I use "we" because I think it's high time we get away from the idea that we are not guilty somehow by association. Too many "orthodox" Jesuits separate themselves ideologically and geographically from their brothers, as if they were not members of the same family. If my brother or sister in my family were to commit a crime, I would not be legally guilty, but I would feel responsible to some degree for what took place. And I would say that "we" as a family had somehow failed. It is time for faithful Jesuits, however hard it may be, to say "we" when other Jesuits screw up and stop acting as if they form another club, with their own mass e-mails, gatherings, etc. That does not help our Least Society.

Markel, SJ

semper fidelis said...

"If my brother or sister in my family were to commit a crime, I would not be legally guilty, but I would feel responsible to some degree for what took place."

Well, Markel SJ, there is a difference between FEELING responsible and actually BEING responsible. A wise old person once advised me never to accept responsibility without the necessary accompanying authority. Feeling responsible, but helpless to effect change, is a recipe for debilitating guilt trips.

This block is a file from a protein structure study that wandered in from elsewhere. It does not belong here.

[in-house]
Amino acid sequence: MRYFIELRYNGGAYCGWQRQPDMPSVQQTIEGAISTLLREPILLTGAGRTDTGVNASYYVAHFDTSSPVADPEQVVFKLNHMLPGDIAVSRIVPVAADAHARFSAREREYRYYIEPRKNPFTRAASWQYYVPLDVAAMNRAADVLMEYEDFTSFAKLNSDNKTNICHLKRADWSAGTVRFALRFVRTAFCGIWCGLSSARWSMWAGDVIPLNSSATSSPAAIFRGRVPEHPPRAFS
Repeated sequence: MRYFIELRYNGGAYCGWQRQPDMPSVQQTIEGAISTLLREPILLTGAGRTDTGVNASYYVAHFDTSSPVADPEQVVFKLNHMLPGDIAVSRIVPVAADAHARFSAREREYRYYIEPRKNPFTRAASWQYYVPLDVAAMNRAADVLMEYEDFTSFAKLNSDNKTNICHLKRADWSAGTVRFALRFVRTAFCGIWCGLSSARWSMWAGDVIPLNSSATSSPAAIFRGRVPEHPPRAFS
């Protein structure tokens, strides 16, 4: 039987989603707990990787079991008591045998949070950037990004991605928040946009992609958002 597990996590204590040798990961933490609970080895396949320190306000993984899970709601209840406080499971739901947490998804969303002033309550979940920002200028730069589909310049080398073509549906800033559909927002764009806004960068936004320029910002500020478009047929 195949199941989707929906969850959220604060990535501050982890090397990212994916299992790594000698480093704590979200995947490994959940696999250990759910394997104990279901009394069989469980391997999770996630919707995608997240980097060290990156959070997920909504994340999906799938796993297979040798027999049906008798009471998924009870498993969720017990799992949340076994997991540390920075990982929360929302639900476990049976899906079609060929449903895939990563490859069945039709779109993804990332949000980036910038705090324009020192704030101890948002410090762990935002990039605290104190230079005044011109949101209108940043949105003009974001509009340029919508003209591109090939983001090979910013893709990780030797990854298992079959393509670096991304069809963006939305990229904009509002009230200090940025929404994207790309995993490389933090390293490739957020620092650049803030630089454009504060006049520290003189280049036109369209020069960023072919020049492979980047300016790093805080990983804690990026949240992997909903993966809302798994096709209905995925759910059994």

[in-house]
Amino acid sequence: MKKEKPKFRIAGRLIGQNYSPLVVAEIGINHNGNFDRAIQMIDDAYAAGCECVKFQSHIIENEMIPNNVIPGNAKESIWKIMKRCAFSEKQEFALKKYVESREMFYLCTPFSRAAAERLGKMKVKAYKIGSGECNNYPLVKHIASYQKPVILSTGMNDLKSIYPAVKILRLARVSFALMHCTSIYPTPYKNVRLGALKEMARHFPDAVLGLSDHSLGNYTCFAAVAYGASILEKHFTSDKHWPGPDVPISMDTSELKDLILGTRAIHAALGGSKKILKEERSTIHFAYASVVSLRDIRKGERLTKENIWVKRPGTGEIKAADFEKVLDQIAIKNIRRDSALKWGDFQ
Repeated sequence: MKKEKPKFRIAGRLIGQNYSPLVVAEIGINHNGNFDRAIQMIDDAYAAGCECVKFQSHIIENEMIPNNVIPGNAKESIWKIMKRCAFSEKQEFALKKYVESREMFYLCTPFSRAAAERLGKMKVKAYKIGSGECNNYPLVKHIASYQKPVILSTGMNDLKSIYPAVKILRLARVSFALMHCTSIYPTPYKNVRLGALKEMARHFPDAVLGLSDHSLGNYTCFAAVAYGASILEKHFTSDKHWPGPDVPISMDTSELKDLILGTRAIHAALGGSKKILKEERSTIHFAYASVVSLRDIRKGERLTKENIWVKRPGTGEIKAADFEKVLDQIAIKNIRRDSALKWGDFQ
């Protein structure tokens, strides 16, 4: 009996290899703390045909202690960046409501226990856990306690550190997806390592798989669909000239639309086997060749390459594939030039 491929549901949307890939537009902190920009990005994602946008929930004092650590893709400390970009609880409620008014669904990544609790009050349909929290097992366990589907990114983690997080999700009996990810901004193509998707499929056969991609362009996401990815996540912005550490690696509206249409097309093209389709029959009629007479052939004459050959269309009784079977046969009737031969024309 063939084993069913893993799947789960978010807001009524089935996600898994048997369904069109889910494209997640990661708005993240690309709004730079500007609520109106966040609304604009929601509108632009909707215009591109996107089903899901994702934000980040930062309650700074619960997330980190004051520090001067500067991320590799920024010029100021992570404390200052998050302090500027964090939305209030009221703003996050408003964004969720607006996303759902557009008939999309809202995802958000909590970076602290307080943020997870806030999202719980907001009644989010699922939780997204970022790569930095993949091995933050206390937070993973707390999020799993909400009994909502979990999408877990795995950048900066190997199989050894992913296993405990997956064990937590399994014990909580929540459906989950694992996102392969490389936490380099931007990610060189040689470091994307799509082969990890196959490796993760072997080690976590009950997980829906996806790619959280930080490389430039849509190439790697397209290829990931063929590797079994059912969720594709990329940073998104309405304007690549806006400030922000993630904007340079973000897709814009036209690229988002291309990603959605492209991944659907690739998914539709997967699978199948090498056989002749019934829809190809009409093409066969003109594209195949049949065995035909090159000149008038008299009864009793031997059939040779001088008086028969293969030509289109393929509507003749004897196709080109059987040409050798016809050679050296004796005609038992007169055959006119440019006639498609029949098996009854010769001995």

If I know that someone is acting erroneously, I think I should have the courage to speak up (with all due discretion) and point out the fault, to the person concerned and, if necessary, to a competent authority. Unless I have formal authority to do more than this (e.g., by virtue of being a designated religious superior), it would be pointless for me to feel responsible should the person at fault decide to ignore my counsel. I may well feel disappointed or sad, but I should not feel responsible.